updated 7/10/2007 2:17:01 PM ET 2007-07-10T18:17:01

A one-time pizza delivery man was sentenced Tuesday to die for the slayings of 10 women and an unborn fetus over an 11-year period in areas plagued by a crack cocaine epidemic.

A jury in May recommended the death penalty for Chester Turner instead of life in prison without the possibility of parole.

Superior Court Judge William R. Pounders, said there was overwhelming evidence against Turner and agreed with a jury's recommendation that he be put to death.

"I don't think any jury would arrive at a different conclusion and would, in any court, demand a death penalty," Pounders said.

Turner, 40, declined to say anything after several of the victims' relatives spoke.

The case will automatically be appealed.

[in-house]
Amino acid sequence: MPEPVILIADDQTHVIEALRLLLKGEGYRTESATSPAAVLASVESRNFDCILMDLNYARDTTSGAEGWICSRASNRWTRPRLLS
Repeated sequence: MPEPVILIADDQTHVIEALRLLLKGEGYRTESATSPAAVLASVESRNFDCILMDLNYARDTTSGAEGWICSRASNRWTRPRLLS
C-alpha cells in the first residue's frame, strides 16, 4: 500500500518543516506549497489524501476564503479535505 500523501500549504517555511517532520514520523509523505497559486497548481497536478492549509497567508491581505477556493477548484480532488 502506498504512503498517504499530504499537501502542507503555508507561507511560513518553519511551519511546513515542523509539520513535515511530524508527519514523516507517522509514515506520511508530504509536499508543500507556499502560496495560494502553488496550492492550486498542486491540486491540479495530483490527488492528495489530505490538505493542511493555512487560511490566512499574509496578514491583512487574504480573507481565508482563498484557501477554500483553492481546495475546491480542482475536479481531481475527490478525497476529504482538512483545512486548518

Preyed on prostitutes
Turner was convicted April 30 of 10 counts of first-degree murder and one count of second-degree murder in the death of a 6 1/2-month old fetus. The mother, Regina Washington, 27, was strangled with an electrical cord behind a vacant house in September 1989.

Prosecutors said Turner was believed to be the most prolific serial killer in city history. He preyed upon prostitutes and other impoverished women with drug problems who lived primarily in South Los Angeles.

One woman was found slumped over a portable toilet, another in front of a crack house.

Turner was already serving an eight-year prison sentence for the 2002 rape of a woman on Skid Row when his DNA linked him to the serial killings that occurred between 1987 and 1998.

Suspected in 4 other deaths
Jurors also found true the special circumstance allegations that Turner committed multiple murders and that one of the victims — 38-year-old Paula Vance, killed in downtown Los Angeles on Feb. 3, 1998 — was murdered during the commission of a rape.

Turner also is suspected — but has not been charged — with four other murders. David Allen Jones, a mentally disabled janitor, was convicted of three of them but was freed after DNA evidence cleared him, Grace said.

Jones, 44, was released in 2004 after 11 years in prison and was awarded $720,000 in compensation.

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